Tips for a Good Night’s Sleep
Are you getting less than eight hours of sleep per night? Do you wake up during the night several times? Do you wake up and have trouble getting back to sleep? If you answered yes to any of these, you could have insomnia.
More than 60 percent of Americans say they suffer from insomnia. It is so prevalent in the U.S. yet we just accept it as a normal part of life when it happens.
A lack of quality sleep leads to a foggy mind, lowered ability to multi-task, moodiness and an inability to adapt to stress. It isn’t just a strain on your mood and ability to get things done, but takes a measurable toll on your body systems and their ability to function properly.
One of the many reasons insomnia affects us so deeply is because it hits us at our core. For periods of time when we sleep, our body enters a heightened state of regeneration and healing. Shaving even a small amount of time off sleep can have major repercussions. Here are some of the effects of enduring insomnia:
• Greater risk for obesity: when you don’t sleep enough, your levels of leptin (a hormone that stimulates appetite) and you are less motivated to exercise.
• Increased risk of Type 2 Diabetes: you make up to 30 percent more insulin when sleep deprived. Insulin levels should rise when we eat foods with sugars, and then quickly dissipate. Having too much insulin over time causes the body to become insulin resistant, desensitized.
• Strain on your heart: ongoing insomnia may increase your risk of heart failure threefold, according to two large scale and long-term studies.
• Clinical Depression and infertility: when your body is not able to get restorative sleep it prioritizes resources to maintain essential body processes, like your organs. Your mood and fertility take a back seat.
Likely, either you or someone you know has or is coping with insomnia. What can you do to fix it?
The answer is sometimes complex as there is a habitual component with insomnia as well as a physical factor.
Holistic systems of medicine, like Traditional Chinese Medicine, understand this habitual (mind) and physical (body) connection well and are effective at treating insomnia.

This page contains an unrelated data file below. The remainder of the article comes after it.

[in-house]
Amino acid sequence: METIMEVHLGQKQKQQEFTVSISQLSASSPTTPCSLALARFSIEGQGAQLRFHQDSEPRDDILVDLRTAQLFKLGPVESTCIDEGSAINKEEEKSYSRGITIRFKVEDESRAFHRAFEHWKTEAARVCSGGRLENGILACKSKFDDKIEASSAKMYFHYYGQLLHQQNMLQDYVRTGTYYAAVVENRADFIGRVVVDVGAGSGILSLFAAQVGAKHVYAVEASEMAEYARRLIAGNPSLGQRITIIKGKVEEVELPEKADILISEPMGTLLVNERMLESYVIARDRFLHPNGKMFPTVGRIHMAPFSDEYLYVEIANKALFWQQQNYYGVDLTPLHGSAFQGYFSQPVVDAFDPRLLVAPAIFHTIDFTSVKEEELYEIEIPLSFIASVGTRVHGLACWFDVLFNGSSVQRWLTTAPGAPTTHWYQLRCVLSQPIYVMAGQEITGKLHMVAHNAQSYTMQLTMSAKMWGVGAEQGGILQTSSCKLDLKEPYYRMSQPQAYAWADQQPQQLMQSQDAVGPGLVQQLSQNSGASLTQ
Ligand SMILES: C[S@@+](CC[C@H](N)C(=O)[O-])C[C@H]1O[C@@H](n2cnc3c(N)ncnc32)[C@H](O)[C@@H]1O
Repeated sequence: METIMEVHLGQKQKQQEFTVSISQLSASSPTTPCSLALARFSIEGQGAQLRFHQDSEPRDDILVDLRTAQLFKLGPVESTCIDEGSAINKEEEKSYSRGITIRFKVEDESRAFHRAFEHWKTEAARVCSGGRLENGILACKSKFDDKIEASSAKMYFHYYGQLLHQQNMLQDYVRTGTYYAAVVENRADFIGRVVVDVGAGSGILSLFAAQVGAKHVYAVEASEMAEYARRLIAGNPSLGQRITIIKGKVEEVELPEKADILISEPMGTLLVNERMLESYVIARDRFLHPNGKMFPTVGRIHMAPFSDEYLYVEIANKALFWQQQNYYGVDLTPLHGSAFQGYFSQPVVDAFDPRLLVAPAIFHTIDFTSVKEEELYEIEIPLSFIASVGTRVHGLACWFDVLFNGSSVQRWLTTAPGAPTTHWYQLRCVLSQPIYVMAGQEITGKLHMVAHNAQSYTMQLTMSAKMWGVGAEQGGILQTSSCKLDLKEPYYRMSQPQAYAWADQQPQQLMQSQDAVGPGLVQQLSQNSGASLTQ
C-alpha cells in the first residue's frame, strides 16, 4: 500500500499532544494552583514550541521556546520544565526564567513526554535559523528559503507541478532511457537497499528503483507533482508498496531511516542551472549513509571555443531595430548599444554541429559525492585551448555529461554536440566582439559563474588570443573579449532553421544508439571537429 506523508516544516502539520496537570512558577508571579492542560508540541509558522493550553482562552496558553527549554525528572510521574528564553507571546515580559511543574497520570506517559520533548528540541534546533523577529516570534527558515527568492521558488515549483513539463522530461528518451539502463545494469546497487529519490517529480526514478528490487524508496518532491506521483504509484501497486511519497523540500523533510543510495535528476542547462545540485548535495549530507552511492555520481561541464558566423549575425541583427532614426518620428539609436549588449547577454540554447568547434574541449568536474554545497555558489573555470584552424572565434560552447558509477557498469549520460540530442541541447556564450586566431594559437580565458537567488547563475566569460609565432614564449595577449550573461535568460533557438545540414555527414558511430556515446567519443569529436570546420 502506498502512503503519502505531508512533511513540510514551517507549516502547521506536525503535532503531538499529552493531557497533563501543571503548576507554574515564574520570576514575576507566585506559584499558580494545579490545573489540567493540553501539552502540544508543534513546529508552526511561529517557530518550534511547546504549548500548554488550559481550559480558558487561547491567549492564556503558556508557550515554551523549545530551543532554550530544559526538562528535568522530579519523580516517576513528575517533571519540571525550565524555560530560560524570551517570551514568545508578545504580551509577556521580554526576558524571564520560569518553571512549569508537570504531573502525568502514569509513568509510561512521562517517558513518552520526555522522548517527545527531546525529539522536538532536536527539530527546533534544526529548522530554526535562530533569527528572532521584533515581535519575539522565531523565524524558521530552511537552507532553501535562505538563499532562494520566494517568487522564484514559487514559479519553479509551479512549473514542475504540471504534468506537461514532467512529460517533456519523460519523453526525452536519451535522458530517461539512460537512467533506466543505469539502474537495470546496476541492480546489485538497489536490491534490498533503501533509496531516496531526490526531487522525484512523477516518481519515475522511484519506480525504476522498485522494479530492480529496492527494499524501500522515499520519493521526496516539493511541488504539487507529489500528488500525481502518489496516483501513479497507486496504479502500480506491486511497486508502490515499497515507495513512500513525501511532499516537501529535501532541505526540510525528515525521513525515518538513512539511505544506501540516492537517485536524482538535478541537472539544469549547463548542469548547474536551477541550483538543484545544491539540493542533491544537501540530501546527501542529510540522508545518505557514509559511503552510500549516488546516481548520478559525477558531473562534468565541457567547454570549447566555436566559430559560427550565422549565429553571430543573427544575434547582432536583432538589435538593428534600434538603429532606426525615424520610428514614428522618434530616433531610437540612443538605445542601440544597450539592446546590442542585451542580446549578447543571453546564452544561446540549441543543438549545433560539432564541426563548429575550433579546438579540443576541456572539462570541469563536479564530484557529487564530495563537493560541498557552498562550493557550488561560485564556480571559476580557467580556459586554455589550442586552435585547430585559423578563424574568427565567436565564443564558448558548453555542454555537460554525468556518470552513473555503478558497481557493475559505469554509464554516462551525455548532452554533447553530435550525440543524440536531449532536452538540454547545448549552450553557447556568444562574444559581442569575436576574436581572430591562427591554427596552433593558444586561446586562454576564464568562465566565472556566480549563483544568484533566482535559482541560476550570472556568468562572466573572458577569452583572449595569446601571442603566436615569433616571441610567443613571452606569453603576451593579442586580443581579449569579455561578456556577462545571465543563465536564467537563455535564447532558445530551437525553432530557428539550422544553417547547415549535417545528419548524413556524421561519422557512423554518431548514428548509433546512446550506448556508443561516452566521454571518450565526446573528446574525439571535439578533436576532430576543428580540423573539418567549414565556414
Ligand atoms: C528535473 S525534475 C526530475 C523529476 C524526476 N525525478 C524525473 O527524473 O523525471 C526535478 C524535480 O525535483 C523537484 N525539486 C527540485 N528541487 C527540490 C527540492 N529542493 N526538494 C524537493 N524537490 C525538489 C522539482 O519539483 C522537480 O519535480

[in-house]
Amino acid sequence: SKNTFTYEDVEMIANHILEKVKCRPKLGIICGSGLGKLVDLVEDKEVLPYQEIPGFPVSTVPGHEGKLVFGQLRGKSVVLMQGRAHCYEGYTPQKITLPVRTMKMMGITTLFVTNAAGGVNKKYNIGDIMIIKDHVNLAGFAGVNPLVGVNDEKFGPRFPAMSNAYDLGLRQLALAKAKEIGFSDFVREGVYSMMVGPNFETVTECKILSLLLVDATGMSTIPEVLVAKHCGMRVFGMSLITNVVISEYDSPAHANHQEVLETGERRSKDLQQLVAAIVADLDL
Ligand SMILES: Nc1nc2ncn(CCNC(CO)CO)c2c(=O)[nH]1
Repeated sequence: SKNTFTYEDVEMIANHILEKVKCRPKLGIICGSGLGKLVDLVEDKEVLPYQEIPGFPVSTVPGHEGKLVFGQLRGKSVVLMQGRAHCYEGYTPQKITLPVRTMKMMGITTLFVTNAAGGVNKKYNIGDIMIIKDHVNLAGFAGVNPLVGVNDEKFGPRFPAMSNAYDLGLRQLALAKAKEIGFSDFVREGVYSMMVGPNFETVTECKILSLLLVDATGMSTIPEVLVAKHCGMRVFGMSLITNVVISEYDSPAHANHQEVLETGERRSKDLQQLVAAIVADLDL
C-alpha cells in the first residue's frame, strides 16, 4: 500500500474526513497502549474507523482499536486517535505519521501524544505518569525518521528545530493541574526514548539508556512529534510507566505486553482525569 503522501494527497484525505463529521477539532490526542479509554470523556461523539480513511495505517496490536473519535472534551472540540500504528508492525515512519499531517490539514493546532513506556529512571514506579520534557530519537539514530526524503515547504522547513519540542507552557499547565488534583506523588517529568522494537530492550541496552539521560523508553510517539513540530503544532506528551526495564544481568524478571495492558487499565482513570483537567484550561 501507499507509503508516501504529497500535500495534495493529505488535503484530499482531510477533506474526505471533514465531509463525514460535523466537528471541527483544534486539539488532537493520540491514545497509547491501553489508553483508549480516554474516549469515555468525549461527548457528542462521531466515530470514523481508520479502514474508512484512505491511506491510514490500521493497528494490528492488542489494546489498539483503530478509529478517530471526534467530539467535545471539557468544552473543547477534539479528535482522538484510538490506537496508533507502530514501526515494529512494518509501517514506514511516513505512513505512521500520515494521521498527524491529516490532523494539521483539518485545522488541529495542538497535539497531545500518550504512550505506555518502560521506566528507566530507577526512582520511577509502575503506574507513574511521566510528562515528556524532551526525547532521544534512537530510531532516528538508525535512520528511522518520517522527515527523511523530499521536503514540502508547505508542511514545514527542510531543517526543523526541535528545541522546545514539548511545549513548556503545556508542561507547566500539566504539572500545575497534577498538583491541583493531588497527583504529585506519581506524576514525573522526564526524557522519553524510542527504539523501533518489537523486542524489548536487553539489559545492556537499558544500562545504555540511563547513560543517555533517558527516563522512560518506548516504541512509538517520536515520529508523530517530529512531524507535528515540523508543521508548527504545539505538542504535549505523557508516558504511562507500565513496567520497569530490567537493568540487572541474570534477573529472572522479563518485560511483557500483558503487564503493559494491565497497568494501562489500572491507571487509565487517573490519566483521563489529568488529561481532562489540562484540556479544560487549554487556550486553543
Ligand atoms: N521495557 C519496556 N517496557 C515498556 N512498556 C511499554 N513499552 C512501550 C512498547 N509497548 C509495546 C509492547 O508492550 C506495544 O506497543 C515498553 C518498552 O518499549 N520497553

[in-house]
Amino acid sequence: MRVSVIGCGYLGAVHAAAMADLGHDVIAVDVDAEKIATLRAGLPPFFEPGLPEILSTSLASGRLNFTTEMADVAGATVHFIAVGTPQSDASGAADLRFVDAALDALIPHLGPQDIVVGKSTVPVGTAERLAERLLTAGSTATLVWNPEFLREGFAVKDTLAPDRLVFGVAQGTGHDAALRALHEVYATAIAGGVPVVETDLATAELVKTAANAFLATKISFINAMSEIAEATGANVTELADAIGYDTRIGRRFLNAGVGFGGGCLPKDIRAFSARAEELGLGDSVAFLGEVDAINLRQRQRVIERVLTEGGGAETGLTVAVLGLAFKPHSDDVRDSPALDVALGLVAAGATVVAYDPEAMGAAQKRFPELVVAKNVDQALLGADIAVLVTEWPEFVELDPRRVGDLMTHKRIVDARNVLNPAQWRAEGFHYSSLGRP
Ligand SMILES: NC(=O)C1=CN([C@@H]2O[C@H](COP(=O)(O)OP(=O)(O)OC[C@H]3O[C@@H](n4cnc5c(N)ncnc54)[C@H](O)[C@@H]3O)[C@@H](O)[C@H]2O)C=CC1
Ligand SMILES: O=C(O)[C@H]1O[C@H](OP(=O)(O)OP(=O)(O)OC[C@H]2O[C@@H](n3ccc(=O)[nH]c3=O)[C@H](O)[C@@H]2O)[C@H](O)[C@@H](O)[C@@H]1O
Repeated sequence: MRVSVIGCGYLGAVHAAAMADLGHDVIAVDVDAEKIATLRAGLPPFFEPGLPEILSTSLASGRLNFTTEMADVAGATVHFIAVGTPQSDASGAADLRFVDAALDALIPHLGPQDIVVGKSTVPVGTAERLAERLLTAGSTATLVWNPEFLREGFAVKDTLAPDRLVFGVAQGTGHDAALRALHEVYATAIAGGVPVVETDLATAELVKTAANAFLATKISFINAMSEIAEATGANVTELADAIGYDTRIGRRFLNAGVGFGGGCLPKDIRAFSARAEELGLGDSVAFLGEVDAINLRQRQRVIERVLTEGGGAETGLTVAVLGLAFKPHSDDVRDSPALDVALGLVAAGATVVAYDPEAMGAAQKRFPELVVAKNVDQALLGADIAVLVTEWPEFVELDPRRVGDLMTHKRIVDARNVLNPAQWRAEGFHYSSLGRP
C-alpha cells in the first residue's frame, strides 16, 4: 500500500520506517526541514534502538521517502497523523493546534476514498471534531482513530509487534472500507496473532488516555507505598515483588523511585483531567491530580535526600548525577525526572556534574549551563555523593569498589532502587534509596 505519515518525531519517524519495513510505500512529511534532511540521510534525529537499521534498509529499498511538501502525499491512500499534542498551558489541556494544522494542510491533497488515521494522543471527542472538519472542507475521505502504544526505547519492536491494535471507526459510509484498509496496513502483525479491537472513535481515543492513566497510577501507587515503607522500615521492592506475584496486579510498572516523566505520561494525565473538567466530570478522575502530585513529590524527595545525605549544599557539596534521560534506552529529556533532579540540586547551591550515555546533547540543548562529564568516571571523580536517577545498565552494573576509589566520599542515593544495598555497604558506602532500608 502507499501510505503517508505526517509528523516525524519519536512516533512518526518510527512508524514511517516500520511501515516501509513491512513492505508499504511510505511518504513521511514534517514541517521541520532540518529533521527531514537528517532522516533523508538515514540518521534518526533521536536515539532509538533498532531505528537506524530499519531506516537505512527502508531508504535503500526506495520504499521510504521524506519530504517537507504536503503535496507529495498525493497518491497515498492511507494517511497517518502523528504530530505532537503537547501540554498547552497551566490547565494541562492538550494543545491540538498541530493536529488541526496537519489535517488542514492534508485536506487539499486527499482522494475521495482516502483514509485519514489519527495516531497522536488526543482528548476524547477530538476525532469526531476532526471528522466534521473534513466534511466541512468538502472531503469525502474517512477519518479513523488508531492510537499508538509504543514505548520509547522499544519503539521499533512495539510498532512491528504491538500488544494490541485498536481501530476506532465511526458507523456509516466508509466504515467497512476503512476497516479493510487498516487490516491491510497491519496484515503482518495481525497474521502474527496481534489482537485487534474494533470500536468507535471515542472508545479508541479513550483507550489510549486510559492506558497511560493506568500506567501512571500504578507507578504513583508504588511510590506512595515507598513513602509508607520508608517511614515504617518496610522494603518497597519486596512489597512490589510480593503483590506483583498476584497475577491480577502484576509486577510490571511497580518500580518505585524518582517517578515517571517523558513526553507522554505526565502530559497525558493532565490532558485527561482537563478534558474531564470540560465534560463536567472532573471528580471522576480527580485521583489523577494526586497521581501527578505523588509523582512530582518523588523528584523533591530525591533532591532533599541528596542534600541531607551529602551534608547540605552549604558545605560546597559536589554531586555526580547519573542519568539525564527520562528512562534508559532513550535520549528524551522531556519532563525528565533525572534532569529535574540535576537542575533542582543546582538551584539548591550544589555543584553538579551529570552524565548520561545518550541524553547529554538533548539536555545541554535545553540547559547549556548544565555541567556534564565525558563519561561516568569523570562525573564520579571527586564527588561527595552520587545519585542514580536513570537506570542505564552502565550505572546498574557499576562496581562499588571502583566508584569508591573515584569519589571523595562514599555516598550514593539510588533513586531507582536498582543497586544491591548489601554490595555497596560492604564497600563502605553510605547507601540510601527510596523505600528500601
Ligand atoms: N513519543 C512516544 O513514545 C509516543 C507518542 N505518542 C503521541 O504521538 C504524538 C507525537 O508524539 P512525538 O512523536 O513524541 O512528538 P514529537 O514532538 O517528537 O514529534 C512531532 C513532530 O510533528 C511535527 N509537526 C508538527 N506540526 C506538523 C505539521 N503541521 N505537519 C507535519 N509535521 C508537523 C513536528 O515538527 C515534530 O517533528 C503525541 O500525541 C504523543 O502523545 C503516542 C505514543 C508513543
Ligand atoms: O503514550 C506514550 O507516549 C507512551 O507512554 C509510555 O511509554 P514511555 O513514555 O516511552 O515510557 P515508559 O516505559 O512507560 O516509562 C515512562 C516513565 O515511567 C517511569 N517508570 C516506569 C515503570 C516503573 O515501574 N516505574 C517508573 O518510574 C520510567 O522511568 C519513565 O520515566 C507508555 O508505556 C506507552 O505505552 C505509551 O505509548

Acupuncture can help the body establish healthy sleep patterns and reduce the effects of stress on the body.
In my years treating insomnia, there are some common pieces of advice I give, pertaining to diet and lifestyle.
Here are a few:
Potassium and Magnesium
Both play a part in your muscle function and may relieve leg cramps. Get these from bananas, papaya, sweet potato, lima beans, almonds, and dark leafy greens.
Omega-3 Fatty Acids (Fish oil)
These nutrients can help reduce stress hormones which interfere with healthy sleep patterns. Foods with great fatty acids are salmon and halibut.
This lovely vitamin is needed to make serotonin, which helps with stress hormones and enhances your mood, and melatonin, a main hormone needed in sleep cycles. Get this in chickpeas and halibut.
Habitual changes are equally important. Here are some common things you should keep in mind:
Your body and mind need time to calm down after a day of activity. Giving yourself at least onr hour of mellow time is important to transition to bedtime. This could mean, reading a book or watching a fun show. Avoid things that get you thinking or upset you.
Electronics and lights
Plan on turning off all electronics (except music) and most lights 30 minutes before you want to sleep. Get in bed and relax. A dim night-light to read by is ok, but you want to give yourself the opportunity to fall asleep. Light tells your brain it is daytime and encourages you to be awake. Phones, tablet, tv and computers are all light sources and should be avoided if insomnia plagues you (or your bedmate).
Keep it easy
Don’t overcomplicate your evening routine. Make it as easy as it can be.
Some people sleep better with some gentle ambient noise. Listening to the sounds of rain, waves, waterfalls, white noise can be useful. If using headphones, consider binaural beats, which can quickly set the mind in a relaxed state. There are many binaural beat apps out there so give them a try.
Tracy Zollinger is a licensed acupuncturist who practices in Alameda. She also provides advice on herbs and nutrition. Find out more by calling 299-0057 or visit tracyzollinger.com.